Interview: Clare Grogan

There’s no point asking Clare Grogan about her performance in her new film Delirium because watching herself makes the singer and actor come out in a cold sweat. Just talking about it prompts nervous giggles.

“No, no, no, no! I haven’t seen it and probably never will. No, I tend not to watch things that I do. I stay for the first five minutes then go and pace outside. You can only ever see your faults. I just irritate the life out of myself. I’d love to be sitting in a chair going ‘god I’m good’, but you just don’t do that.”

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As for the reaction to the film, which was shown at the Moscow Film Festival, promoted at Cannes and is now on UK release, how has it gone so far? “I genuinely don’t know,” she laughs. “You’d have to ask the producer.” Grogan in conversation is fizzy and fun, most sentences ending with her dissolving into laughter as she talks about the new film and her life, lived in and out of the spotlight. Now 55 she still has the skittish enthusiasm of the pop pixie with the spiky hair and flippy skirts who topped the charts with new wave band Altered Images in the 1980s and starred in 1981 hit comedy Gregory’s Girl. She comes across as someone determined to enjoy the good things in life without wasting a moment stressing the small stuff.

This couldn’t be more of a contrast to her latest role as the wife of a classical composer whose past comes back to haunt him. Myriam is a former 80s singer, but that’s where the similarities with Grogan end. She’s a woman on the edge, who has been eclipsed by her husband, played by Gareth Jones, who is also the director of the film. Appointed head of a prestigious university music college he’s running out of time to compose a requiem for the institution’s centennial celebrations and is similarly close to breaking point, while Myriam has lost her voice and confidence at the bottom of a whisky glass. Throw in infidelity and past lives that explode into the present, and you can see why the film earns its title of Delirium.

Grogan has relished the opportunity to play a character who is spectacularly unravelling, a far cry from her sunny persona as the lead singer of a band best remembered for their upbeat hits like Happy Birthday and I Could Be Happy and the comic roles she’s been cast in since Gregory’s Girl. She readily admits she knows next to nothing about classical music, but felt privileged to be filming at the University of London’s spectacular Royal Holloway campus with its gilded chapel.

“I loved the opportunity to play someone on the edge. I just wanted to be as honest and vulnerable as I could, and I hope that worked. I just let myself go. I think all of us go through a phase where we unravel and it’s about whether you’ve got the strength to put yourself back together again.” She laughs.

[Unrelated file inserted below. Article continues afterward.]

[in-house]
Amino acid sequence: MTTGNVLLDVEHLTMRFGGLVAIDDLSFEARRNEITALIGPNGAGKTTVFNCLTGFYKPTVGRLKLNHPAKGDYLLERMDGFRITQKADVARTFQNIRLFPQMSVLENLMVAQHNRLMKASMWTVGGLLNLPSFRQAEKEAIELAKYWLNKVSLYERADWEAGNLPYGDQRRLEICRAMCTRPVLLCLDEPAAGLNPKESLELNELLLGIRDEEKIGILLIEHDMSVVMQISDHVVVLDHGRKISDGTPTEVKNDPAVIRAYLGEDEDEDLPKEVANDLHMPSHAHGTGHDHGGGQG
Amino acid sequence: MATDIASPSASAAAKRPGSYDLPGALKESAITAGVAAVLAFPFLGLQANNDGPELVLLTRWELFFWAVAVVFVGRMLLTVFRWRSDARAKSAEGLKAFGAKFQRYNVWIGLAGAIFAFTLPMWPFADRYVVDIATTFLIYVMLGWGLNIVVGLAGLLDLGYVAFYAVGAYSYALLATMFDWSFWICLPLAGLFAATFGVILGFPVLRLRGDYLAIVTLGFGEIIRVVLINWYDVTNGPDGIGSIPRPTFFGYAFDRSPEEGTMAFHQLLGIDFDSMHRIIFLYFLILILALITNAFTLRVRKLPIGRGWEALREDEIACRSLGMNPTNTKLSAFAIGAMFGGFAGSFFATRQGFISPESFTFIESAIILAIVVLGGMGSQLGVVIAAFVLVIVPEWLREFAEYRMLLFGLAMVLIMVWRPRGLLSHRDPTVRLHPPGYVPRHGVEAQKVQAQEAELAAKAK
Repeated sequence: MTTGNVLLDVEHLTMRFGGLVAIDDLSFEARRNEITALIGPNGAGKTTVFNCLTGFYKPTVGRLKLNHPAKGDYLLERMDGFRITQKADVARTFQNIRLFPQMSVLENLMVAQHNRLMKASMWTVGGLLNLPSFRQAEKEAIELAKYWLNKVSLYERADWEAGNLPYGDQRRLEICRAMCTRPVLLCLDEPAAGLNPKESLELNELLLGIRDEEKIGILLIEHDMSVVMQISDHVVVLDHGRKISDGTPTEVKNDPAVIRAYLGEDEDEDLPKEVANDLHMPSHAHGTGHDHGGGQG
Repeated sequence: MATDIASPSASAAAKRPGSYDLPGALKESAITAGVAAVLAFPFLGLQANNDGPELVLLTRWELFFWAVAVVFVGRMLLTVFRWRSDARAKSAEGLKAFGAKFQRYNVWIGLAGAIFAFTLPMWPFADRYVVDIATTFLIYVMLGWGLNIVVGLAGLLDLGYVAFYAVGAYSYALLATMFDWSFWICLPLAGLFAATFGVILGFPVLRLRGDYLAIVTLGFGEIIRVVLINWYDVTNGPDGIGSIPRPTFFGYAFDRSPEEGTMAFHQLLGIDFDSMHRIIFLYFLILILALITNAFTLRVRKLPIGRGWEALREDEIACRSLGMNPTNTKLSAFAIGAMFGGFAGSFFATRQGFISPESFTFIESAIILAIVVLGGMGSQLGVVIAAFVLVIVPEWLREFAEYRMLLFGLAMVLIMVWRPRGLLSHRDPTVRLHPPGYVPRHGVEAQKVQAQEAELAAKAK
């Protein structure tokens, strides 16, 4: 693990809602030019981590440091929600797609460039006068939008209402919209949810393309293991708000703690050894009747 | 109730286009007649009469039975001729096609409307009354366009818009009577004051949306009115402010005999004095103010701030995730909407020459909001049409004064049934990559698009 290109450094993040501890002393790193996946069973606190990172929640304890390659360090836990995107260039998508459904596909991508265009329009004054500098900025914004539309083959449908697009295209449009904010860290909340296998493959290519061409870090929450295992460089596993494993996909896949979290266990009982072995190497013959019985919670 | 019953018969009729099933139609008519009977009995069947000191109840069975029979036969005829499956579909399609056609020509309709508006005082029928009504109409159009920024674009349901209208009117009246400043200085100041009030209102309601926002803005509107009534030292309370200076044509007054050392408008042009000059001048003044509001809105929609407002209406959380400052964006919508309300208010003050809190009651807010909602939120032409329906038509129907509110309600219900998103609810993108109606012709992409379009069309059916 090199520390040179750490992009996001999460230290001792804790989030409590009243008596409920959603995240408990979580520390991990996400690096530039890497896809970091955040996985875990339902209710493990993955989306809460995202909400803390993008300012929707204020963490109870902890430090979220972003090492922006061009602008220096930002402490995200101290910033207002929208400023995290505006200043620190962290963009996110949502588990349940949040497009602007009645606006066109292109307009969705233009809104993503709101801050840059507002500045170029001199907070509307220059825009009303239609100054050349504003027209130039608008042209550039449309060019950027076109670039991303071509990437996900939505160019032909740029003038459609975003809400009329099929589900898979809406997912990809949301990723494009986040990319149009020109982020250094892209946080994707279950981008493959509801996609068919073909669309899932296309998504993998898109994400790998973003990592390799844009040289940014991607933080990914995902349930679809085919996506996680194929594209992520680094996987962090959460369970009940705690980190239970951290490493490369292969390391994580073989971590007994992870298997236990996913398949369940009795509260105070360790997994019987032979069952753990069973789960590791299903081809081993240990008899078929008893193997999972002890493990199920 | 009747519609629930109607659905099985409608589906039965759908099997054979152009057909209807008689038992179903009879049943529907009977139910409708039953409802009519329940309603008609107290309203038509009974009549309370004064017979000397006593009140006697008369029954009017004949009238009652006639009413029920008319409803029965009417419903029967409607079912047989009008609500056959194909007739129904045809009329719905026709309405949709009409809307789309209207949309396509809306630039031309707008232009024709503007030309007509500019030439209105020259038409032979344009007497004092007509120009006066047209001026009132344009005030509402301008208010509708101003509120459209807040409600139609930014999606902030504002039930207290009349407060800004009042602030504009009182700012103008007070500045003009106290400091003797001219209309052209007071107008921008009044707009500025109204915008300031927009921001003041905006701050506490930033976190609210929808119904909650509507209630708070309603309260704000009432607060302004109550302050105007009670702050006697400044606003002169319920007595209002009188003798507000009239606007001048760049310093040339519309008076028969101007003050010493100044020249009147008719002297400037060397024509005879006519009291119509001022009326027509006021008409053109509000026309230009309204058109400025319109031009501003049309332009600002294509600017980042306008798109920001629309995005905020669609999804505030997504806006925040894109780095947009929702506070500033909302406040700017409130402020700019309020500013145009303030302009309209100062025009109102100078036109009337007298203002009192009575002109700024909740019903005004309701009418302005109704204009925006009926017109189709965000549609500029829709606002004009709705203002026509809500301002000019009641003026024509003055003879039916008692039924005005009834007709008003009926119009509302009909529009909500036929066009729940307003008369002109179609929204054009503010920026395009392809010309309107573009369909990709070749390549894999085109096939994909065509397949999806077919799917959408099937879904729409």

“I do a lot of comedy – I’ve just done radio comedy with Josie Long – and I love that, but playing somebody who is really on the brink was great. My husband said ‘not much of a stretch really for you Clare!” She giggles. Grogan’s husband is Stephen Lironi, fellow Altered Image member, who went on to become a record producer and is now a restaurateur.

“It was nice because that kind of intensity doesn’t come along for me that often,” says Grogan. “I thought yes, I’d love the chance to be this serious.” Cue another giggle.

“I think my face lends itself to comedy, I really do, I’m kind of goofy. I remember a director saying to me ‘Clare, if you could just stop moving your face around so much’. But that’s never going to happen. Over the years I’ve done lots of different things but I’ve found a wee spot within the world of comedy that I love. But like all actors, I love to be stretched and this was an opportunity to do that.”

The “lots of different things” Grogan has done over the years includes screen appearances in another Bill Forsyth comedy, Comfort and Joy in 1984 then in the cult sci-fi sitcom Red Dwarf. She had the dubious pleasure of kissing Ian Beale in EastEnders then established her cool credentials playing Freya Mavor’s mother Shelley in Skins, a character Grogan describes as “way out there”, as well as appearing in the long-running, award-winning BBC school drama Waterloo Road. She’s appeared in a Father Ted episode and her theatre outings include Rita in Educating Rita at Dundee Rep.

“I really identified with Myriam because you get to a certain point in your life where you think ‘is this it?’ and feel that you’re running out of time. She couldn’t quite let go of who she had been and she has become invisible to her family and everyone else. That’s why I suggested everything she wears should be white or beige because she was fading away. I know that sounds a bit actor-y but I think that’s something that happens to you when you get older. And the more she felt she was fading away, the louder and more hysterical she became. At least that’s what I was trying to do.”

Fading away isn’t something Grogan feels she did, although being in a hit film and band straight out of school is a hard act to follow. However, Grogan has been busy over the past three decades. As well as parenting her daughter Elle, acting and gigging as Altered Images, Grogan and her husband run two restaurants in London, serving up tapas and majoring on Scottish seafood. Bar Esteban is in Crouch End, not too far from their London home, and then there’s the more recently opened Escocesa in Stoke Newington. “Yeah, it’s been busy, Spanish food with a Scottish twist, especially lovely Scottish seafood; that’s a passion of my husband’s.

“I’ve found a really comfortable place for myself,” she says, “and sometimes I want to break away from that, but my working life has got to suit my private life and home life. It’s well documented how long I waited to become a mum and it just didn’t make sense to me to take myself off for weeks on end when that happened.”

After several miscarriages and failed IVF over ten years, Grogan and her husband, adopted their daughter Elle in 2005, now 12.